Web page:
• Set the X axis, Y axis and value to draw the line. This is achieved using the “column overrides” options. By default, the timestamp selector is set to the datetime field returned from the query (used on the X axis). The first value returned is assigned to the value selector is set to our quantity field (used on the Y axis). By ticking “show all”, it is possible to display more than one value. In our example, we also set the grouping field to be the product model so we can show one order line per product model.

For more information on how to configure the SQL tiles, check out this article.

Example: Add context to a server perspective (SCOM Data Warehouse)

A perspective in SquaredUp is a type of dashboard that you can create once and re-use across similar objects dynamically. For example, a Windows server performance dashboard that is created once and gives you the same visualizations across any of your Windows servers. The example below is the perfect example to illustrate this.

This is a standard perspective dashboard in SquaredUp. What’s new is that, thanks to the new SQL line graph, we have added some insightful metrics:

  • CPU Analysis shows the CPU’s max value and trend over the last 30 days
  • Events / Day shows the number of events per day on this server over the last 30 days.

These two tiles give us more information as to how this server has been performing over a longer period of time. In this example, the CPU trend is going down which may warrant a downsizing and save cost.

These two SQL line graphs are making full use of the direct access to the Data Warehouse using SquaredUp for SCOM. Let’s take a look at the configuration.

  • The connection string to the Data Warehouse is easy from a SquaredUp for SCOM environment. Simply use global:dw as the connection string.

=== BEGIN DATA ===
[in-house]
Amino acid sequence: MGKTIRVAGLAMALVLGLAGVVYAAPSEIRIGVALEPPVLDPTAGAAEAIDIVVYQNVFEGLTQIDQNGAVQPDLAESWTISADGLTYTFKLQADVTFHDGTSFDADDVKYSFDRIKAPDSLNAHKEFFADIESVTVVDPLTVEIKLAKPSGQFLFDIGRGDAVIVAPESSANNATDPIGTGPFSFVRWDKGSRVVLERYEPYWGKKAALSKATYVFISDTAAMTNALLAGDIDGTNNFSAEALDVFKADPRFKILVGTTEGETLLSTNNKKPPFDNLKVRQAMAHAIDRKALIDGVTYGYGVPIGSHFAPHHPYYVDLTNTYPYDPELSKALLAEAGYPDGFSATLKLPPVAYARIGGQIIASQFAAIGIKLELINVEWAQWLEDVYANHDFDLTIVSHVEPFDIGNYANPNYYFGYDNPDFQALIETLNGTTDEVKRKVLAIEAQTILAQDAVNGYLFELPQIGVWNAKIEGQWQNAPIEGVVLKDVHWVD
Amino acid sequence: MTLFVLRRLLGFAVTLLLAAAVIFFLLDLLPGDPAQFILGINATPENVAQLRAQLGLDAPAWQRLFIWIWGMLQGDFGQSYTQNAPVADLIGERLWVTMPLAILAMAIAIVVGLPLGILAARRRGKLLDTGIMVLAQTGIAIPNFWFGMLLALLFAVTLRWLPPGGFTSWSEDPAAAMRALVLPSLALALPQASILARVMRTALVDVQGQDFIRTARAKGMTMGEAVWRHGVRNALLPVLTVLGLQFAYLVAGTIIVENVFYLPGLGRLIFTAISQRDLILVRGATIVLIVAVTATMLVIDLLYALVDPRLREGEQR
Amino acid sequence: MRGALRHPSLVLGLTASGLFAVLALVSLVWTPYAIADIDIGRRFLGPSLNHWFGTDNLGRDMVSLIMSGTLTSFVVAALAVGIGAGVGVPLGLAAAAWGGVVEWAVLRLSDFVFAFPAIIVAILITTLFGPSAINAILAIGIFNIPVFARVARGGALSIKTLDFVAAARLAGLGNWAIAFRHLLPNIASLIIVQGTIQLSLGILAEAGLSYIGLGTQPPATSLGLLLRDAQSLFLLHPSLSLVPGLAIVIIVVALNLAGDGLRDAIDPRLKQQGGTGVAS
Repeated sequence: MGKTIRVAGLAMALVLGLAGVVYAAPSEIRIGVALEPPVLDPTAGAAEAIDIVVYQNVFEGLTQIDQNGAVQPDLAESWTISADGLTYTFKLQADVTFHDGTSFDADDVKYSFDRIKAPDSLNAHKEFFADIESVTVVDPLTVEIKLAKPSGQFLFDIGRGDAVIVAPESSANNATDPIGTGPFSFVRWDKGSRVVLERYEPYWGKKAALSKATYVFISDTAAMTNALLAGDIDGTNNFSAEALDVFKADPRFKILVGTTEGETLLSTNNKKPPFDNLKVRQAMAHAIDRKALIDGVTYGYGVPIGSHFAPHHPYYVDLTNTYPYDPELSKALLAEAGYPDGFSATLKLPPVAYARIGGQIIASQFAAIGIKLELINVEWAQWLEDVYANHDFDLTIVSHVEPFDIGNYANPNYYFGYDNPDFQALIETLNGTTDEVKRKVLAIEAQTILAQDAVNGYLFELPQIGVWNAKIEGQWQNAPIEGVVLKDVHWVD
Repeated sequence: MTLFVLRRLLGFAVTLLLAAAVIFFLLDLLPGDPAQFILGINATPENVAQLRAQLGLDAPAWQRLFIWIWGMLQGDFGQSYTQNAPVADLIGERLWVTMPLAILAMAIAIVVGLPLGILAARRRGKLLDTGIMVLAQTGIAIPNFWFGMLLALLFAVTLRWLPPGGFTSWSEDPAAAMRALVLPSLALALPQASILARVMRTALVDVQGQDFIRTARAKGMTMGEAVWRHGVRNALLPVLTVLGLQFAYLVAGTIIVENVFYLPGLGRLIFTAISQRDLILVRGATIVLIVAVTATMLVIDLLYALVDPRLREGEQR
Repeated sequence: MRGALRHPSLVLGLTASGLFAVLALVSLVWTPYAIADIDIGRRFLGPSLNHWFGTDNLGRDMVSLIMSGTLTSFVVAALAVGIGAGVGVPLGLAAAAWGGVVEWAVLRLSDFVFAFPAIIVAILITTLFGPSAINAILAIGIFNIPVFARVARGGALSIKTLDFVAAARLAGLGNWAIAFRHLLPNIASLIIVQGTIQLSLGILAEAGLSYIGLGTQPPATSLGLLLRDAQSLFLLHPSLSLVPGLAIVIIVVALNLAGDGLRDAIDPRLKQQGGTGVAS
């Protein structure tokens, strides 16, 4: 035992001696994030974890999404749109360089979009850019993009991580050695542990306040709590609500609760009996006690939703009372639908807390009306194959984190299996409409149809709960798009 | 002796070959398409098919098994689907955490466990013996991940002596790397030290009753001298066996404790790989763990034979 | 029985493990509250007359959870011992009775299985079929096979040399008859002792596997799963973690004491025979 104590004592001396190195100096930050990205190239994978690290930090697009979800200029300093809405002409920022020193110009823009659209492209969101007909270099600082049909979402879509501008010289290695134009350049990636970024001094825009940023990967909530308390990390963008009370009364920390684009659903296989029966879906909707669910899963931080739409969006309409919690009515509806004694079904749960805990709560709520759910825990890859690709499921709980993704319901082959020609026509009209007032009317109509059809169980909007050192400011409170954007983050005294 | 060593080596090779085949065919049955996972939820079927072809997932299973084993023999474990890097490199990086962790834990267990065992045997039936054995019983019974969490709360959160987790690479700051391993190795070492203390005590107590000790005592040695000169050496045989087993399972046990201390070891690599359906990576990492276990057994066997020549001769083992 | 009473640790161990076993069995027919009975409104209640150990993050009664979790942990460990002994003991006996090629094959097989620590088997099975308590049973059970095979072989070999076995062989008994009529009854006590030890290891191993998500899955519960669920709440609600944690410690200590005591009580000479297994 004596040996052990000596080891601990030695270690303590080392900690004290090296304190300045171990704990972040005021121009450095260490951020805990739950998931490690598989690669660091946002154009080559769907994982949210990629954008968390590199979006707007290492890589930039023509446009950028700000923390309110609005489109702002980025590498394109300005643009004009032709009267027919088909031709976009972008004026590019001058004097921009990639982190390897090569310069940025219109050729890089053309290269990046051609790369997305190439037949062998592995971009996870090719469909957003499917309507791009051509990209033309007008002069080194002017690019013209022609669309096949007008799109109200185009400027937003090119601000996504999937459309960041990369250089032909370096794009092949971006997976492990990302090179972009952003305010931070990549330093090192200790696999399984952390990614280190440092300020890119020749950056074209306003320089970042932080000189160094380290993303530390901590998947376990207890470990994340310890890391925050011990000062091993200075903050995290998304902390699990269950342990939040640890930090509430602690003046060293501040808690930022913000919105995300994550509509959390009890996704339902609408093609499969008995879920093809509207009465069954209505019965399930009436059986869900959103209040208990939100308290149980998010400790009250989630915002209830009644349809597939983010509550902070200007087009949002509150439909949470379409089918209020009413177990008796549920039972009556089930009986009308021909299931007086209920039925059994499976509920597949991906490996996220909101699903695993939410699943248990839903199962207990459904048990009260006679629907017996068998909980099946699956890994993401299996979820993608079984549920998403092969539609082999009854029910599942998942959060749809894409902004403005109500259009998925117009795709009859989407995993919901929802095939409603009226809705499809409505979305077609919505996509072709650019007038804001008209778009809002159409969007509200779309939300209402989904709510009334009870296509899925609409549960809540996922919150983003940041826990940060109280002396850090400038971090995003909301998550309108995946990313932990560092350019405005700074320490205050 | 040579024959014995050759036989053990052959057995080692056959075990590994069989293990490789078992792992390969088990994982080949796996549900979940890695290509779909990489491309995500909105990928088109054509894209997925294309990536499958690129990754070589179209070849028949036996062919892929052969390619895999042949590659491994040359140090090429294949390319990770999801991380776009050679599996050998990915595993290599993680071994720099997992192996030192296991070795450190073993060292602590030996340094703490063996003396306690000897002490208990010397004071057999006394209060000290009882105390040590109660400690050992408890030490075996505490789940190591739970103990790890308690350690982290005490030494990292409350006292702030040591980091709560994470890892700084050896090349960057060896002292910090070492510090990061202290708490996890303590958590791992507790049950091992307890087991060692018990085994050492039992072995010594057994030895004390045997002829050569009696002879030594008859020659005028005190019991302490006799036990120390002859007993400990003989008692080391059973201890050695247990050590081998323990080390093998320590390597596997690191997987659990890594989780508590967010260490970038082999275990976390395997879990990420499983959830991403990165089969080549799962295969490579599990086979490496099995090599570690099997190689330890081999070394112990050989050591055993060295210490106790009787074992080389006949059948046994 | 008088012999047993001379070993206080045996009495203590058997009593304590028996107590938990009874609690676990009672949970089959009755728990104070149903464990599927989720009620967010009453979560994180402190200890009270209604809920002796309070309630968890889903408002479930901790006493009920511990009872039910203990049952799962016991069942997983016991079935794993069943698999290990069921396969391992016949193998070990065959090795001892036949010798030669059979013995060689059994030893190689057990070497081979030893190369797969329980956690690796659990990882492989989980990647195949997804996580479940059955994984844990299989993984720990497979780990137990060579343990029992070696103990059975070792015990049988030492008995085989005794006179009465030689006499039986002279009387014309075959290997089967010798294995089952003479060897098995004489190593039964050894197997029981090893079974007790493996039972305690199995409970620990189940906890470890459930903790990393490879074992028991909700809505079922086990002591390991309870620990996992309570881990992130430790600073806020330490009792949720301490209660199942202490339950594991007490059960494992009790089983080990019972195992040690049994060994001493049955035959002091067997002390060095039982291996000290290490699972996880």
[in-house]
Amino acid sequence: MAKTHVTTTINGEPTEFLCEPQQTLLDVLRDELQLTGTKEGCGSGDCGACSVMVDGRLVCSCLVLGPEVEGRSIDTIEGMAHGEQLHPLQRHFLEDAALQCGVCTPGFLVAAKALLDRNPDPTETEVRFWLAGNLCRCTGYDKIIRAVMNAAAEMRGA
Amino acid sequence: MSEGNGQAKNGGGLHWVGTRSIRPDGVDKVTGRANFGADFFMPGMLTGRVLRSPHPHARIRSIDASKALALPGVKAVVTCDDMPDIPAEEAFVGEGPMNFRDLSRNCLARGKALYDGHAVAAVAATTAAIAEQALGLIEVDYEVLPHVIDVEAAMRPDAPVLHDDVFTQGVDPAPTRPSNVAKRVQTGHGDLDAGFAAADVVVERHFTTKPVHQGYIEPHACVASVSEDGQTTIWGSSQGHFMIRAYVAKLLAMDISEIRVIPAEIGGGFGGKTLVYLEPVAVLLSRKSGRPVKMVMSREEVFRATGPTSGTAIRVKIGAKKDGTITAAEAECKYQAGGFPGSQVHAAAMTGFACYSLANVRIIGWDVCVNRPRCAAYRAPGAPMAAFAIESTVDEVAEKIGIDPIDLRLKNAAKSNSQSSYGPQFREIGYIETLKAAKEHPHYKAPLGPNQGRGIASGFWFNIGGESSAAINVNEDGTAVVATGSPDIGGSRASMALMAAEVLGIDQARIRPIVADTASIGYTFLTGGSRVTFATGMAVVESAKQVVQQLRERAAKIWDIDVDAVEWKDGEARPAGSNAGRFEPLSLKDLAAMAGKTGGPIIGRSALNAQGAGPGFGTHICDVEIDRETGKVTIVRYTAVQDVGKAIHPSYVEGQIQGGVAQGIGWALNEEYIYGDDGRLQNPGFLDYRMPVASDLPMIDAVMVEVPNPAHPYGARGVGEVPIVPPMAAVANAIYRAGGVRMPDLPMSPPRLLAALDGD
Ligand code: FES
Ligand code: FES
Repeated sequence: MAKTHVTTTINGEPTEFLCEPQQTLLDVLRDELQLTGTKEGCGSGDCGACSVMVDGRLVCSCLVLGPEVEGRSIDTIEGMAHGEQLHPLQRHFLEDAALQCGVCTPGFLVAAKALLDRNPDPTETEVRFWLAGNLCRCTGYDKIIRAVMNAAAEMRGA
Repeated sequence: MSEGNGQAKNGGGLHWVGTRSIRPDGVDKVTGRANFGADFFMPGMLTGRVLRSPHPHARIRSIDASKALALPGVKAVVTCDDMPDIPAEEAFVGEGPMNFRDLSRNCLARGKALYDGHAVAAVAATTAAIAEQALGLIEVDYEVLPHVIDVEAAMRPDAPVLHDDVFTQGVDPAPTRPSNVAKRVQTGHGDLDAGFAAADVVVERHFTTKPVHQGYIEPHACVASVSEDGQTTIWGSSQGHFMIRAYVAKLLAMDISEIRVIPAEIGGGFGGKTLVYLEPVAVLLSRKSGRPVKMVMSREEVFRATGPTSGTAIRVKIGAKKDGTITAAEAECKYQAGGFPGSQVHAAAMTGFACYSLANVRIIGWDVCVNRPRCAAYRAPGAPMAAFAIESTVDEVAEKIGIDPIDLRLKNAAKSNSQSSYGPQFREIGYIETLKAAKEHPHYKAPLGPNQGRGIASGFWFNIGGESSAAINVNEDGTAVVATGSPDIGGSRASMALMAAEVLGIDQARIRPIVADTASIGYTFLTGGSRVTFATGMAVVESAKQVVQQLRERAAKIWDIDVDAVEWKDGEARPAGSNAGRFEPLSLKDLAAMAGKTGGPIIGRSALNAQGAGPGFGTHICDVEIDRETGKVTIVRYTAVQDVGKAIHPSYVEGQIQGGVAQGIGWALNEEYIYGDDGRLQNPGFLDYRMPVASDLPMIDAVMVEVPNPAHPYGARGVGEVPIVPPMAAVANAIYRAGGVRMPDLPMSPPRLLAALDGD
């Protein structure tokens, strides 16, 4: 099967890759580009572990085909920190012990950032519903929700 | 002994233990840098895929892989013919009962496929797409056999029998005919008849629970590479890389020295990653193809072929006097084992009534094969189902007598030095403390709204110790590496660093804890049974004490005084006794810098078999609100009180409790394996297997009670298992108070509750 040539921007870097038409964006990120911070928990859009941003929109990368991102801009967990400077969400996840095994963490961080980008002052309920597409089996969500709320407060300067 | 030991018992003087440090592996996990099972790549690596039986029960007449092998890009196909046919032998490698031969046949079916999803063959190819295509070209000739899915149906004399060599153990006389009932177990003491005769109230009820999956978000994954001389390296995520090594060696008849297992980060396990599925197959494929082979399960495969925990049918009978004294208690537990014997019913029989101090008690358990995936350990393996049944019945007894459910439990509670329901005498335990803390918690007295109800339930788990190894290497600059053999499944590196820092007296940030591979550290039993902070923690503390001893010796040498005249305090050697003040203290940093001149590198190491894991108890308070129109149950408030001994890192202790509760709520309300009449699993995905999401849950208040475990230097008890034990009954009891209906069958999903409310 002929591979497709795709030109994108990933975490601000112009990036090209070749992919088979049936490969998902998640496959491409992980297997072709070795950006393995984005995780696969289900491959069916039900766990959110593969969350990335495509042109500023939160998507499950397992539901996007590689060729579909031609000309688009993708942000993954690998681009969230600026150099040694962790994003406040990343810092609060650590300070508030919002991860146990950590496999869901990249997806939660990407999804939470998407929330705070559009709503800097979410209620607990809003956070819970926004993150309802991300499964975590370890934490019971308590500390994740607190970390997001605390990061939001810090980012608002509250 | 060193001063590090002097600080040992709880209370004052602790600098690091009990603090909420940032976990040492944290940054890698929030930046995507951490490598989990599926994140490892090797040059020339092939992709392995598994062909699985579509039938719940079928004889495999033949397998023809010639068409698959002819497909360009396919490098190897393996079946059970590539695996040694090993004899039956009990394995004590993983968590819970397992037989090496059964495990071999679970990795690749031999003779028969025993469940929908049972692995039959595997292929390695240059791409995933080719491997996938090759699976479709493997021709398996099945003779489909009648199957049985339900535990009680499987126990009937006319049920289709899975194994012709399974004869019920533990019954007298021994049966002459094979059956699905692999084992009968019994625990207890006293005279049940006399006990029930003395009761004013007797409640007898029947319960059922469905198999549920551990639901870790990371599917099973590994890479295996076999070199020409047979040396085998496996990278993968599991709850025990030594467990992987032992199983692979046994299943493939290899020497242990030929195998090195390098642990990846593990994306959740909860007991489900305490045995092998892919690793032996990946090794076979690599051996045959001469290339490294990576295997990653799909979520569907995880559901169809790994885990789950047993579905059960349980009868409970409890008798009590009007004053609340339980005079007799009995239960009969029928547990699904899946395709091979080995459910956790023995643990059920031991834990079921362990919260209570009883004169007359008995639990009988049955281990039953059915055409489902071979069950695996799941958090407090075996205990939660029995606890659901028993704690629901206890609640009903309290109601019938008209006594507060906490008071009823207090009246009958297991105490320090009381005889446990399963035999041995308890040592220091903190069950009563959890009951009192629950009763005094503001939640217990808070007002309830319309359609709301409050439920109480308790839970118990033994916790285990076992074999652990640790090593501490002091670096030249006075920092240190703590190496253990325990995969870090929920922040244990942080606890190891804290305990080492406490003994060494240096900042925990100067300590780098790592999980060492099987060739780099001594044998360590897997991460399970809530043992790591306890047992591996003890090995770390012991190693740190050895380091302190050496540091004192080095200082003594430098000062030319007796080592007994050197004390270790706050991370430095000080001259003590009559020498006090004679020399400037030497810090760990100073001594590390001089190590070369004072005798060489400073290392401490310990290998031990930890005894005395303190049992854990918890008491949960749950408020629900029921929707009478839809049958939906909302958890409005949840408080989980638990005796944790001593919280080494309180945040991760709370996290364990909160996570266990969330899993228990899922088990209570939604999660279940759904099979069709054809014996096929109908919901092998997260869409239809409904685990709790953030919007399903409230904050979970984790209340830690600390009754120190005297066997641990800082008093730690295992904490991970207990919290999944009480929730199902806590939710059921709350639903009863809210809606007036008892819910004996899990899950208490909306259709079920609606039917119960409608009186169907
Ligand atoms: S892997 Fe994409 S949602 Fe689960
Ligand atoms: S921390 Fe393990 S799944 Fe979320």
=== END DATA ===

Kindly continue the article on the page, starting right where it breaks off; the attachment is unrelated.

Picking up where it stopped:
• The SQL query is somewhat more complex that the previous example we looked at on our application dashboard. In this example, we need to pull enough data from various tables, calculate the trend and max value and group the results by day. Ultimately, the query returns a date field, trend and max value. Using the column override options, we are able to display both the trend and max value on one graph by selecting the “show all” option.

 

  • Lastly, for the CPU analysis graph to display dynamically on this perspective dashboard when we navigate to another Windows server, we use the mustache picker that’s built-in the query window to parameterise the server name. Path = {displayName}

The sample SQL query above, along with other sample queries are available when you upgrade to version 4.8 of SquaredUp for SCOM. Select Teams > Monitoring > Sample DW SQL Queries from the navigation bar.

In summary, the SQL tiles are a great way to graph your SQL data from any SQL databases into one dashboarding experience in SquaredUp for a unified experience. You can create more meaningful dashboards that mix business metrics, application metrics and custom performance metrics. Ultimately, to let you build and share more relevant dashboards for yourself, and your stakeholders in your organisation (CxO, applications team, product team and more) 

H2: How do I get started?

All the SQL tiles are available in both SquaredUp for SCOM and Squared for Azure.

If you’re an existing SquaredUp user and want to start using the new SQL line graph, you simply need to upgrade to version 4.8 (see SCOM / Azure upgrade documentation for help). Head over to SquaredUp downloads to get version 4.8.

Some sample SQL queries in this blog article are available when you upgrade to version 4.8 of SquaredUp for SCOM, select Teams > Monitoring > Sample DW SQL Queries from the navigation bar.

For more information, check this article: How to use the SQL tile.

Thank you for reading this blog post. More blogs about version 4.8 will be available here. Stay tuned for more in the coming weeks!